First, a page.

Hampshire, May 26, 1890. In early life he was a
printer and when twenty-two years old left the
"case" and went to the gold fields of California,



voyaging around Cape Horn. He was numbered
with the famous forty miners, but after sharing the
vicissitudes of a miner's life for a few months re-
turned home by way of the Isthmus of Panama.
Later on he took up the study of medicine as a
disciple of the Hahnemannian doctrine and com-
pleted his professional education at the old Cleve-
land Homoeopathic Medical College, Cleveland,
Ohio, the second institution of its kind in the
country. He practiced a year in Richmond, Vir-
ginia, and in 1856 settled in the town of Henniker,
New Hampshire. In 1871 he removed to Hillsbor-
ough Bridge, and lived there until his death. In
1890, in association with his only son, James P.
Chase, he established TJic Messenger, and con-
tinued the publication of that newspaper until the
death of his son in 1876. Dr. Chase married
Frances S. Vose, of Francestown, New Hampshire.
She was born September 7, 183 1, and died July,
1890. They had three children. James P. -Chase,
their only son, was born in Richmond, Virginia,
February 2, 1856, and died in Hillsborough, New
Hampshire, November i, 1876. He was a young
man of much promise, had many friends and was
considered one of the best practical printers in
Hillsborough county. Emma Frances Chase, their
elder daughter, was born in Henniker, New Hamp-
shire, July 7. 1859, and married, February 23, 1891,
Charles William Thompson (see Thompson III).
Alice Pearson Chase, their younger daughter, was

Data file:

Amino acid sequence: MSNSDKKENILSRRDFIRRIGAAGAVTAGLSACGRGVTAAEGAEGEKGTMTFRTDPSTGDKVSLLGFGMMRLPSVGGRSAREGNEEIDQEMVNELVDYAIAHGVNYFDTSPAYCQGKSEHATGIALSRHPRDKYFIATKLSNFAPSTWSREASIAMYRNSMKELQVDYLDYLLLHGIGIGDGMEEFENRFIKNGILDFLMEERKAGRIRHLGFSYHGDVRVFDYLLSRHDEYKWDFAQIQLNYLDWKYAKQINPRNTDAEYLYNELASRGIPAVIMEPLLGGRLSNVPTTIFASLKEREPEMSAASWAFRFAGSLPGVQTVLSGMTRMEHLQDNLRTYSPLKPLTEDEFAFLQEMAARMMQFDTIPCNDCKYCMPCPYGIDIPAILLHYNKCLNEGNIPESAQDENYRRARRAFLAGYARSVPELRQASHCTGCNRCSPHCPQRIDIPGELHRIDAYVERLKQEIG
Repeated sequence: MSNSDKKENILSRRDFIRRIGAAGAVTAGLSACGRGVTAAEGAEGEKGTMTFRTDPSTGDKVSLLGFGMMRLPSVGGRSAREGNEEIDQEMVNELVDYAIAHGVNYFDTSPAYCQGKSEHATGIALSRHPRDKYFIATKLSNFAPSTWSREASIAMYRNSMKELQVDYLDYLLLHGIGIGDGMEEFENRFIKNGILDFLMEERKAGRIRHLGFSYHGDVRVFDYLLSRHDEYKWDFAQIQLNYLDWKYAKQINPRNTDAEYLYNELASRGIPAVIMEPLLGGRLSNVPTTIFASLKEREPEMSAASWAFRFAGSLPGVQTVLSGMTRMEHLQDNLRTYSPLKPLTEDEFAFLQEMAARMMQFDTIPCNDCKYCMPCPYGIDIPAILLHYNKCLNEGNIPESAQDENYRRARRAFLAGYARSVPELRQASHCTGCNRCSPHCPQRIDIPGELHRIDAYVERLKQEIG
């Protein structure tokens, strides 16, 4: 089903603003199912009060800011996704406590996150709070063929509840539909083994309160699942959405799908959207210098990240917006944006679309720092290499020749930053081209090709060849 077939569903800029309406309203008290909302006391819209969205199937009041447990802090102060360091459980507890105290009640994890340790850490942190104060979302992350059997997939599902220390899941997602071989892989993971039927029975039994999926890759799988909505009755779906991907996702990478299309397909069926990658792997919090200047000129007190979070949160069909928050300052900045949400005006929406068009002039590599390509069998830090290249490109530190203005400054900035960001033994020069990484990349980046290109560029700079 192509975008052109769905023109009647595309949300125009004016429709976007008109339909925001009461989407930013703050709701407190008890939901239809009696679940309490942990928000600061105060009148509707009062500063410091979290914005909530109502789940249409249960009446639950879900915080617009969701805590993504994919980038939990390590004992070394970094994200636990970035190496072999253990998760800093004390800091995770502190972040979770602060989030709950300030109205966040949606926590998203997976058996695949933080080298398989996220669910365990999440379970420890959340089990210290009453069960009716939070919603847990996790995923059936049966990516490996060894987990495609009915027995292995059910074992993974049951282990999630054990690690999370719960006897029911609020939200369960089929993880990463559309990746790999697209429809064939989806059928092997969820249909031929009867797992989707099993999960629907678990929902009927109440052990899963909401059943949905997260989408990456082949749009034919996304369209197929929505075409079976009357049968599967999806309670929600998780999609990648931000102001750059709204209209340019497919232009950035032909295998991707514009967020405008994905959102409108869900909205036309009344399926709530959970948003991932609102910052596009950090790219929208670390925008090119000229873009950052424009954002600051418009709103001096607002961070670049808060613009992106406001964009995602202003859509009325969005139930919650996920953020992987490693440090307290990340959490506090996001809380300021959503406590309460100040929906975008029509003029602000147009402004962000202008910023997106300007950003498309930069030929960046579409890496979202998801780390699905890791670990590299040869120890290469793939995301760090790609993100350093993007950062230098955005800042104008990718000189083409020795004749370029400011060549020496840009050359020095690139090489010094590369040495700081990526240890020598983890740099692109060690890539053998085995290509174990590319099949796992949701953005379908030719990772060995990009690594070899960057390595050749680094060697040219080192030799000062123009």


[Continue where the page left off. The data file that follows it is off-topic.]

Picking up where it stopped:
born in Henniker, New Hampshire, August 28,
1862, ,and married Ira P. Smith, of Boston, Massa-
chusetts. They have one daughter, Emma G.

(VI) Ensign Moses, eleventh and youngest child
of Aquila (2) and Ann (Wheeler) Chase, was
born December 24, 1663, in Newbury, Massachusetts.
He was married November 10, 1684. to Ann Follons-
bee, and settled in what is now West Newbury, on
the main road, about one hundred rods above Bridge
street (present). A large majority of the Chases in
the Uniter States are said to be his descendants. He
died September 6, 1743. Ann Chase was admitted
to the Newbury Chuch in 1698, and died April 15,
1708, at the birth of a son. Her tombstone at the
old "Plains" graveyard in Newburyport, IMassachu-
setts, which has this date, is the oldest one known
bearing the name of Chase. Mr. Chase w-as married
(second), December 13, 1713, to Sarah Jacobs, of
Ipswich. Mr. Chase's will was made Julj' 3, 1740.
in which he mentions his grandson but no wife,
from which it is inferred that he survived his second
wife. His children were: Moses (died young) and
Daniel (twins), Moses, Samuel, Elizabeth, Stephen,
Hannah, Joseph and Benoni. (Samuel, Joseph and
Daniel and clescendants receive extended mention
in this article).

(VII) Moses (3), third son and child of Moses
(2) and Ann (Follansbee) Chase, was born Jan-
uary 20, 1688, in Newbury, Massachusetts, now West
Newbury, and died September 17, 1760. He lived
on the east half of the homestead. -He married,
October 12, 1709, Elizabeth, daughter of Rev.